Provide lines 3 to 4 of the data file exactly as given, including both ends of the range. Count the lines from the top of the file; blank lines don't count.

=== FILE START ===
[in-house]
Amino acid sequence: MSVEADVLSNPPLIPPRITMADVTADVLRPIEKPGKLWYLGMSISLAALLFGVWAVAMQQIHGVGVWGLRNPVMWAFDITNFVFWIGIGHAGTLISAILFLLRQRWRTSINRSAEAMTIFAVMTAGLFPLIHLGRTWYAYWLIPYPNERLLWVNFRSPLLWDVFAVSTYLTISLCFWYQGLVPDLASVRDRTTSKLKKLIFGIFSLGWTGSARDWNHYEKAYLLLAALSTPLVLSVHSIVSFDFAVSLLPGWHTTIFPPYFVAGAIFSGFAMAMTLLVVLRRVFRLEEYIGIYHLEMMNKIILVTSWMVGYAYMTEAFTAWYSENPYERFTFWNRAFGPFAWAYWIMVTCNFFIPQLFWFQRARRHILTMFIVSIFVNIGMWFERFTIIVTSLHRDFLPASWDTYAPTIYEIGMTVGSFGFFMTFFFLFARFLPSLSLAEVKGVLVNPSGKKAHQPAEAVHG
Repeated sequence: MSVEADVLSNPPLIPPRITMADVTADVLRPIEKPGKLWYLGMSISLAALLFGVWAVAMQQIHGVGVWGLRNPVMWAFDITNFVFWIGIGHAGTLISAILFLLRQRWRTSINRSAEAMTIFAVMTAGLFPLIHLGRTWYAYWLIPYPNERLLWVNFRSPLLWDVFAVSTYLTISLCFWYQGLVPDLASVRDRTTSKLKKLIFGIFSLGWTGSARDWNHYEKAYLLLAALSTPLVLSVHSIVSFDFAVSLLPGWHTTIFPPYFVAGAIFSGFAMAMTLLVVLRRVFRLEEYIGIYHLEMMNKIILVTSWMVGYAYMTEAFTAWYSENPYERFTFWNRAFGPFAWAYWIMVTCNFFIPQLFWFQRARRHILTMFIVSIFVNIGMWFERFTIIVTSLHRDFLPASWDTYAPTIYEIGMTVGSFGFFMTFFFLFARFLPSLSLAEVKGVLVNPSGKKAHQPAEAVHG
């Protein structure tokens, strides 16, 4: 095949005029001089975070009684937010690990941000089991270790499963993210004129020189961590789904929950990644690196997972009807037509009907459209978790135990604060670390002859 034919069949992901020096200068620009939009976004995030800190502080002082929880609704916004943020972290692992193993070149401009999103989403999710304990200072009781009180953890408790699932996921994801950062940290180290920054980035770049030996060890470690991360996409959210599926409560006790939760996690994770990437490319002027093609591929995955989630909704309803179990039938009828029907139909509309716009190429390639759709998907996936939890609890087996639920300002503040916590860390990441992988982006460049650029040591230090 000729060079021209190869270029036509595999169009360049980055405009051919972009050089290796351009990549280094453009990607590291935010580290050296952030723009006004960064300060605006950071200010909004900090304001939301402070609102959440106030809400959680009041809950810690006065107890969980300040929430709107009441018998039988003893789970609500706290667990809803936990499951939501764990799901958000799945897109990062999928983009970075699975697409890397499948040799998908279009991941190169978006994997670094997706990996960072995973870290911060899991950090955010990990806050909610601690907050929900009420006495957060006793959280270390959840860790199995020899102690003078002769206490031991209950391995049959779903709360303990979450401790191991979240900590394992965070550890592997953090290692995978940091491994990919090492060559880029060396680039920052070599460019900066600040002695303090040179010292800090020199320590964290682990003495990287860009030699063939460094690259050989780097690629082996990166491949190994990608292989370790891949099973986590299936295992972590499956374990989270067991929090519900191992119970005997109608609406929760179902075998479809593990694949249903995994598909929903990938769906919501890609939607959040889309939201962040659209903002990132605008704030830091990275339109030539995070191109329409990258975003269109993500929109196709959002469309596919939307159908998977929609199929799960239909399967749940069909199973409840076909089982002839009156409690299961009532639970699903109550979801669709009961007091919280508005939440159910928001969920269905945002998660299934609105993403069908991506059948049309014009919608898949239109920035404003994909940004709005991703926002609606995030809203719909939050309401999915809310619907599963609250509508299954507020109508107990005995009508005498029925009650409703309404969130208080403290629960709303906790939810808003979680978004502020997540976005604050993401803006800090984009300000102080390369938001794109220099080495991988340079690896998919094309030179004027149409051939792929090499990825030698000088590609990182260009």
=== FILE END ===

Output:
Repeated sequence: MSVEADVLSNPPLIPPRITMADVTADVLRPIEKPGKLWYLGMSISLAALLFGVWAVAMQQIHGVGVWGLRNPVMWAFDITNFVFWIGIGHAGTLISAILFLLRQRWRTSINRSAEAMTIFAVMTAGLFPLIHLGRTWYAYWLIPYPNERLLWVNFRSPLLWDVFAVSTYLTISLCFWYQGLVPDLASVRDRTTSKLKKLIFGIFSLGWTGSARDWNHYEKAYLLLAALSTPLVLSVHSIVSFDFAVSLLPGWHTTIFPPYFVAGAIFSGFAMAMTLLVVLRRVFRLEEYIGIYHLEMMNKIILVTSWMVGYAYMTEAFTAWYSENPYERFTFWNRAFGPFAWAYWIMVTCNFFIPQLFWFQRARRHILTMFIVSIFVNIGMWFERFTIIVTSLHRDFLPASWDTYAPTIYEIGMTVGSFGFFMTFFFLFARFLPSLSLAEVKGVLVNPSGKKAHQPAEAVHG
């Protein structure tokens, strides 16, 4: 095949005029001089975070009684937010690990941000089991270790499963993210004129020189961590789904929950990644690196997972009807037509009907459209978790135990604060670390002859 034919069949992901020096200068620009939009976004995030800190502080002082929880609704916004943020972290692992193993070149401009999103989403999710304990200072009781009180953890408790699932996921994801950062940290180290920054980035770049030996060890470690991360996409959210599926409560006790939760996690994770990437490319002027093609591929995955989630909704309803179990039938009828029907139909509309716009190429390639759709998907996936939890609890087996639920300002503040916590860390990441992988982006460049650029040591230090 000729060079021209190869270029036509595999169009360049980055405009051919972009050089290796351009990549280094453009990607590291935010580290050296952030723009006004960064300060605006950071200010909004900090304001939301402070609102959440106030809400959680009041809950810690006065107890969980300040929430709107009441018998039988003893789970609500706290667990809803936990499951939501764990799901958000799945897109990062999928983009970075699975697409890397499948040799998908279009991941190169978006994997670094997706990996960072995973870290911060899991950090955010990990806050909610601690907050929900009420006495957060006793959280270390959840860790199995020899102690003078002769206490031991209950391995049959779903709360303990979450401790191991979240900590394992965070550890592997953090290692995978940091491994990919090492060559880029060396680039920052070599460019900066600040002695303090040179010292800090020199320590964290682990003495990287860009030699063939460094690259050989780097690629082996990166491949190994990608292989370790891949099973986590299936295992972590499956374990989270067991929090519900191992119970005997109608609406929760179902075998479809593990694949249903995994598909929903990938769906919501890609939607959040889309939201962040659209903002990132605008704030830091990275339109030539995070191109329409990258975003269109993500929109196709959002469309596919939307159908998977929609199929799960239909399967749940069909199973409840076909089982002839009156409690299961009532639970699903109550979801669709009961007091919280508005939440159910928001969920269905945002998660299934609105993403069908991506059948049309014009919608898949239109920035404003994909940004709005991703926002609606995030809203719909939050309401999915809310619907599963609250509508299954507020109508107990005995009508005498029925009650409703309404969130208080403290629960709303906790939810808003979680978004502020997540976005604050993401803006800090984009300000102080390369938001794109220099080495991988340079690896998919094309030179004027149409051939792929090499990825030698000088590609990182260009």